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Sunday, April 14, 2019

Learning to love the tiny Tower Hamlets jumping spider

One article we didn't have time to get to on this morning's Radio Wales paper review was this one in the Observer, about a project aiming to record and catalogue creepy-crawlies indigenous to London.

We are used to the occasional announcement of new species discovered in remote and exotic parts of the world, but it seems that we are harbouring rare species closer to home as well.

They say that London’s eight royal parks are home to a spectacular range of creepy-crawlies, and over the next few weeks these creatures will be the focus of a major campaign:

A project named Mission: Invertebrate will highlight the importance of worms, gnats, spiders, slugs and grasshoppers in maintaining the health of Britain’s wildlife and natural habitats.

The event is part of an international initiative, City Nature Challenge, held at the end of April and involving the inhabitants of more than 160 cities around the world – including Bristol, Glasgow, Liverpool, Leicester, Manchester and Newcastle.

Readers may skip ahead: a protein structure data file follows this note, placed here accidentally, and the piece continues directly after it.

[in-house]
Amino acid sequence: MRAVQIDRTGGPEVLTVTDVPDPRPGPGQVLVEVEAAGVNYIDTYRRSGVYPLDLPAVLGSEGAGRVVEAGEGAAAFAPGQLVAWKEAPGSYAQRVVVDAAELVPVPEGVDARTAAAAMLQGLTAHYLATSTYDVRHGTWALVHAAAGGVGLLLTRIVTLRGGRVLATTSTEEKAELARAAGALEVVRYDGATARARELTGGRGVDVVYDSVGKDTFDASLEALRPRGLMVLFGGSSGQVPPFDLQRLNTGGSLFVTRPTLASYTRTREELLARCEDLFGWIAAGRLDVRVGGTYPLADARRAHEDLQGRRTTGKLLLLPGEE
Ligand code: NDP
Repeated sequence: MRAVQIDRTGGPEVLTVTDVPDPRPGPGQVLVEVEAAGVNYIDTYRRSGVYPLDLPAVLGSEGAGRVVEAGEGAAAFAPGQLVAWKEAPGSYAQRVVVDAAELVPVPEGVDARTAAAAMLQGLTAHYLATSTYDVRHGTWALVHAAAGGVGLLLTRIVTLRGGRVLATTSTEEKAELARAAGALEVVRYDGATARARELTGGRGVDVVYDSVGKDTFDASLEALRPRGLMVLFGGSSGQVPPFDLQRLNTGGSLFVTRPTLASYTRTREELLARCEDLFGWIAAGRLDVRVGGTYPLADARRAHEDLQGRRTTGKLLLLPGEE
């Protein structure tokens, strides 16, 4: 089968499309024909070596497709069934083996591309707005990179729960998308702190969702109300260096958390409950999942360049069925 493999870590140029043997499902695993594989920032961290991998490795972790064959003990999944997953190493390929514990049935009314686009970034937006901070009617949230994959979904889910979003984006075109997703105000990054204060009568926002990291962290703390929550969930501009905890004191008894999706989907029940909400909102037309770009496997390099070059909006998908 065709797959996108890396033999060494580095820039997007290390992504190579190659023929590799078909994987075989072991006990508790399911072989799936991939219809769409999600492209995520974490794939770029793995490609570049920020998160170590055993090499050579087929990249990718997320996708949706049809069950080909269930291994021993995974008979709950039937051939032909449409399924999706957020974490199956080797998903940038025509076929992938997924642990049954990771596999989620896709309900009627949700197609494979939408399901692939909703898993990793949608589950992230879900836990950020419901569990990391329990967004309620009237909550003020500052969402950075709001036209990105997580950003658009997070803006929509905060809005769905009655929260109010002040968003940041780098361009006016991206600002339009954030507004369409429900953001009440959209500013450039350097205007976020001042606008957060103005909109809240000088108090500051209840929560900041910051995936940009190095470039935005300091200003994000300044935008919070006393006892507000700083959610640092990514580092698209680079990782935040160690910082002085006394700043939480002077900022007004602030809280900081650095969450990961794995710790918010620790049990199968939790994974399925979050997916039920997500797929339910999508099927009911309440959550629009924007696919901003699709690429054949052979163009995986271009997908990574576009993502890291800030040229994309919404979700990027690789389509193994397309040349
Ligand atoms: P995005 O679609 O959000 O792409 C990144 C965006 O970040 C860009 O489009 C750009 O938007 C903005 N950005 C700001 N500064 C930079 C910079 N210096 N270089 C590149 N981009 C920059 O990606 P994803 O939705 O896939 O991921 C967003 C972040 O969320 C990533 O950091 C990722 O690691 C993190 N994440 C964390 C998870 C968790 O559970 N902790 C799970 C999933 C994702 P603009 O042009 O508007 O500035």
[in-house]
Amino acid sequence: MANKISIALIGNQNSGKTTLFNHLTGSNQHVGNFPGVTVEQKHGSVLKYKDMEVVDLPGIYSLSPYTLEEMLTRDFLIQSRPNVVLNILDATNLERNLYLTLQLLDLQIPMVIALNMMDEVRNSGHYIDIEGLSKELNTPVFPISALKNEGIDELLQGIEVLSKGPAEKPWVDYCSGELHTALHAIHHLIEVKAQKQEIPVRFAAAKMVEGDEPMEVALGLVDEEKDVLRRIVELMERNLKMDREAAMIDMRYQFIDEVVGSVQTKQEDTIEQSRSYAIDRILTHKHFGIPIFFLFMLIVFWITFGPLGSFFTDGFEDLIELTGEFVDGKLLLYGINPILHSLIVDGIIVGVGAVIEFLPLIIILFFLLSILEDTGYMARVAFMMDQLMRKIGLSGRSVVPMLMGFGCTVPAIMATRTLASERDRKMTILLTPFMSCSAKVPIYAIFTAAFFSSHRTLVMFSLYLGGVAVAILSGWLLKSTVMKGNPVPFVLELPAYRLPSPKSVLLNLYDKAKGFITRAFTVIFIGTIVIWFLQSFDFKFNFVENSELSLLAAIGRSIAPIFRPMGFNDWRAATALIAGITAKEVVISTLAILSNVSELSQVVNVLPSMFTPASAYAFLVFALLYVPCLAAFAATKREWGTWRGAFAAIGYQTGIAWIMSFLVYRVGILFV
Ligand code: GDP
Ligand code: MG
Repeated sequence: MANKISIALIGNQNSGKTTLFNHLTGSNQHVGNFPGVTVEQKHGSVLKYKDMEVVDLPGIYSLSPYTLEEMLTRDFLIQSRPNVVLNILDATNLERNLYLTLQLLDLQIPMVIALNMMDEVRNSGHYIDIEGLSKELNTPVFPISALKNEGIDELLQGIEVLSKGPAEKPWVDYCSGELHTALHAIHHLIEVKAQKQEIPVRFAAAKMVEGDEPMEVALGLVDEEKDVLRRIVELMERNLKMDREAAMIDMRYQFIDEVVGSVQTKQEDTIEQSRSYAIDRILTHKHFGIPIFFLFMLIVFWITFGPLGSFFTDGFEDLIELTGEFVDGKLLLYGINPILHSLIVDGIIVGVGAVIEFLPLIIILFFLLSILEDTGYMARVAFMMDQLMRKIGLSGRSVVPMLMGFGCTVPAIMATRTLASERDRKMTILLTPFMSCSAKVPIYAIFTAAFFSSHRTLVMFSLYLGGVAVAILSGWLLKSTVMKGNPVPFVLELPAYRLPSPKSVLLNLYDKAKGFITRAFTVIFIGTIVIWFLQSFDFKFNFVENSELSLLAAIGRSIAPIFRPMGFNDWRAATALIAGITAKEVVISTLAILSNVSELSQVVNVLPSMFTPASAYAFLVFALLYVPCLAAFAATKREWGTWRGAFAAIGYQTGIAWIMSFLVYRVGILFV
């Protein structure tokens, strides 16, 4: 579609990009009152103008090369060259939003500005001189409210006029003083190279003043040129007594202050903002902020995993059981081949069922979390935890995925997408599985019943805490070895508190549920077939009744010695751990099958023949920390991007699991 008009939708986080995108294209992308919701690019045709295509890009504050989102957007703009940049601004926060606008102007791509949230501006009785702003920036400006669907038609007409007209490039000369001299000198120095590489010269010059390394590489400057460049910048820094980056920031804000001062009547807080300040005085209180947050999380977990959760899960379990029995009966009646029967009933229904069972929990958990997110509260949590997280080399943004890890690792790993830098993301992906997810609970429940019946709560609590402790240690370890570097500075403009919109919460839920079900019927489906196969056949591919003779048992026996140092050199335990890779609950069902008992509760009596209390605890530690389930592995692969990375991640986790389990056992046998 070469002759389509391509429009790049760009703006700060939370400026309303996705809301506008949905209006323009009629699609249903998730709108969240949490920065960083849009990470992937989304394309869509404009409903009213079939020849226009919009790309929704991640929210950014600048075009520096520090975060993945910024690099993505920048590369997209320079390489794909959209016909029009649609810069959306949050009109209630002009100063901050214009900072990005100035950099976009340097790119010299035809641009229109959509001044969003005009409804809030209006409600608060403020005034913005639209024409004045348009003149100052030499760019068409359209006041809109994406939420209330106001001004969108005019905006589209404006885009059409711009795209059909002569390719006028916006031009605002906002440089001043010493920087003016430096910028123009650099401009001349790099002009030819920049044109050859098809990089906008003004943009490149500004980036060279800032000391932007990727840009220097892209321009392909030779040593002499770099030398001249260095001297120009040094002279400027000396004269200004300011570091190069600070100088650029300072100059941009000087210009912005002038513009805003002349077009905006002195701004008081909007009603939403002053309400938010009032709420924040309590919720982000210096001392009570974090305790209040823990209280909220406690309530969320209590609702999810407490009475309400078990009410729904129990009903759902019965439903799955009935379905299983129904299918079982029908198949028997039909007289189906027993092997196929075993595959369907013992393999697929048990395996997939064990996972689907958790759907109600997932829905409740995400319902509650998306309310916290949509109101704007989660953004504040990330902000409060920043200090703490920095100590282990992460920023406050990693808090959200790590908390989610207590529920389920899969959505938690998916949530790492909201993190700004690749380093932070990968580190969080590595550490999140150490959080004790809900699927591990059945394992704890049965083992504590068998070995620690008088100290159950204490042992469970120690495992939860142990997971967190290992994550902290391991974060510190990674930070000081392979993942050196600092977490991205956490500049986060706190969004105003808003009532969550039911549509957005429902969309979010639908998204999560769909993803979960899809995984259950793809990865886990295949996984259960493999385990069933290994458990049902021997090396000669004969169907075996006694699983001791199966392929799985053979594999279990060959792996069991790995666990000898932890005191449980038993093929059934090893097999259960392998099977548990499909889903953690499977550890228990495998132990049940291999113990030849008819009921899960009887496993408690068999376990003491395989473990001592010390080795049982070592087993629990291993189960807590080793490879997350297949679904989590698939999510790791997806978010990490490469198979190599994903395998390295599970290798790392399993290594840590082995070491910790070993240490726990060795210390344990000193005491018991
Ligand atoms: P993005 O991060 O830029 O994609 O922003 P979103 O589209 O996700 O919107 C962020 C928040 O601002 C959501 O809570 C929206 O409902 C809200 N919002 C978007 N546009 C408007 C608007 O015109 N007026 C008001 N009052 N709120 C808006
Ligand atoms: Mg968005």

The aim of the challenge is to record as much wildlife as possible on city streets and in parks. The main effort in London will be on the insects of the royal open spaces: Hyde, Green, Richmond, Greenwich, St James’s, Bushy and Regent’s parks and Kensington Gardens.

The claim that London is a hotbed of invertebrate activity is supported by the number of species to which the city has put its name. These include the Tower Hamlets spider (Macaroeris nidicolens), a jumping spider identified in Mile End Park in 2002; the Bushy gnat (Grzegorzekia bushyae), a species of fungus gnat discovered in Bushy Park in 2016; and the London Underground mosquito (Culex Pipiens Molestus), a genetically distinct subspecies of mosquito that has evolved in the deep tunnels of the tube over the past 100 years.

The paper says that more than 4,720 species of invertebrates have been recorded in London’s royal parks – which cover 5,000 acres, most of them former royal hunting grounds. These include more than 1,000 species of fly in Bushy Park, including the Bushy gnat; more than 100 types of spider in Brompton Cemetery (also run by the royal parks), including the Tower Hamlets spider; while it is estimated that Richmond Park has more than 400,000 ant hills that are home to some 3 billion ants:

Invertebrates are crucial to the capital’s wildlife. They provide food for other insects as well as for birds and fish; they help pollinate London’s flowers and plants; and they break down organic waste. Examples of the latter, the detritivore insects, include the dung beetle, of which there are 14 species – including the spectacular minotaur beetle – in Richmond Park alone. 

This has to be a future project for Richard Attenborough.
Was it you or the Observer who implied that spiders are insects?

The Observer
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